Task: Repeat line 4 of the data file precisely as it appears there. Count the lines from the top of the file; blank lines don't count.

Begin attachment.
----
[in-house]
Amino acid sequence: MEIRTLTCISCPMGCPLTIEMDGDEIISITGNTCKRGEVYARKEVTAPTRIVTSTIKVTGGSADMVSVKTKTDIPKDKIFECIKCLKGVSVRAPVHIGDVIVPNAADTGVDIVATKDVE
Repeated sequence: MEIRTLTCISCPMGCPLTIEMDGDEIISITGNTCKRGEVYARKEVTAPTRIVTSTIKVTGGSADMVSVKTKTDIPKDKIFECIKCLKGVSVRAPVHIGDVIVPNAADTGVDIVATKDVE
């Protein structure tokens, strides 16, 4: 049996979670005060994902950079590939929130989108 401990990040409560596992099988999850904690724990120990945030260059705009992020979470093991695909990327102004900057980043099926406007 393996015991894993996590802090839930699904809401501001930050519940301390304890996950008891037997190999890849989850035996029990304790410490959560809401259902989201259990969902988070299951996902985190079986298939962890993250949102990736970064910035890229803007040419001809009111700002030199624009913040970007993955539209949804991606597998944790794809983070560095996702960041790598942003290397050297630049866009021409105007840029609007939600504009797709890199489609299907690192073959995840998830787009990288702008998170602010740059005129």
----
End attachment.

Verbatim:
């Protein structure tokens, strides 16, 4: 049996979670005060994902950079590939929130989108 401990990040409560596992099988999850904690724990120990945030260059705009992020979470093991695909990327102004900057980043099926406007 393996015991894993996590802090839930699904809401501001930050519940301390304890996950008891037997190999890849989850035996029990304790410490959560809401259902989201259990969902988070299951996902985190079986298939962890993250949102990736970064910035890229803007040419001809009111700002030199624009913040970007993955539209949804991606597998944790794809983070560095996702960041790598942003290397050297630049866009021409105007840029609007939600504009797709890199489609299907690192073959995840998830787009990288702008998170602010740059005129």